Basically, we can never reasonably rule out a photon having *some* mass. We can only safely say that, if it has any mass, it's very small.
The problem is that while a near-zero mass photon could travel at very near c, it is not restricted to traveling at only that speed, and could travel at any speed from zero to near c. Thus, if such were the case, we should have photons in existence that travel at these various speeds and we should have detected them. But we haven't.

The other point to make is that Maxwell's equations require that light in a vacuum travels at c.

24. That's actually a really good point. Light would have the ability to travel at less than C if it had mass.

There's one possibility where it wouldn't though: If traveling at less than C meant it had less than one quanta of energy.

As for Maxwell, the "speed of light" in the sense of his equations doesn't necessarily have to be the speed that real photons of light travel at. It could be a "speed of light" in the sense of the limit set by Einstein, but which photons traveling in a vacuum never quite obtain. I say this because, in electrical systems, the energy is a literal wave with no real particle attributes. (Or rather it's being carried by the electrons in the wire, but in the same sense as how air carries a sound wave. The electrons aren't moving a C themselves.)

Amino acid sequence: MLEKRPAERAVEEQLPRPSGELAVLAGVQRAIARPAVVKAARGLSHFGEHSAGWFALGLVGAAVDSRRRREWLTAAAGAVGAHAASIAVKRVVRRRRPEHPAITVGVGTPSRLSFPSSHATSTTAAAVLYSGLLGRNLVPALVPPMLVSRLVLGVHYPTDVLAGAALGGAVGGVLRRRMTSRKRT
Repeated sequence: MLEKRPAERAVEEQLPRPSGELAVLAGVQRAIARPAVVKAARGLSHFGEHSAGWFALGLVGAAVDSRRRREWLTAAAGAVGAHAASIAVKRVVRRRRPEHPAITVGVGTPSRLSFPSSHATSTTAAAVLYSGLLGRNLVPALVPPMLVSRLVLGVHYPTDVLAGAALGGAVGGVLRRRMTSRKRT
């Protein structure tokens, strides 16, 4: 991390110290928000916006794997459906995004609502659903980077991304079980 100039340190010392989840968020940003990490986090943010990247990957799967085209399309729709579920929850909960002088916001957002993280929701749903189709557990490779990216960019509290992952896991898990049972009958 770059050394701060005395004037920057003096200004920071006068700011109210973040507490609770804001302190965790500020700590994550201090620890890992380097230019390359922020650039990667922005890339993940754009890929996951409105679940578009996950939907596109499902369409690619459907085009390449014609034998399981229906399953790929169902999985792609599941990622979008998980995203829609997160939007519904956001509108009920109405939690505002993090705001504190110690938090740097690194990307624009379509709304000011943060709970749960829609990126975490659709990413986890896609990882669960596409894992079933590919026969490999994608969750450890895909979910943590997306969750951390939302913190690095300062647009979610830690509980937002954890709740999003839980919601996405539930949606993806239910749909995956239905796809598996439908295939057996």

25. Originally Posted by kojax
That's actually a really good point. Light would have the ability to travel at less than C if it had mass.

There's one possibility where it wouldn't though: If traveling at less than C meant it had less than one quanta of energy.
"A quantum of energy" is just the the amount of energy a single photon has
and this depends its wavelength. You can look at it as the minimum amount of energy a particular frequency of light can have. But there no such thing a a minimum size a quantum can have. IOW, not all quantum are equal. Thus one quantum of red light is less energetic than one quantum of blue light.
But this energy also relies on the speed of the photon. So you could have a "blue" photon that travels at a slower speed as a "red" photon, and by virtue of of its slower speed have a quantum of energy equal to that of the "red" photon.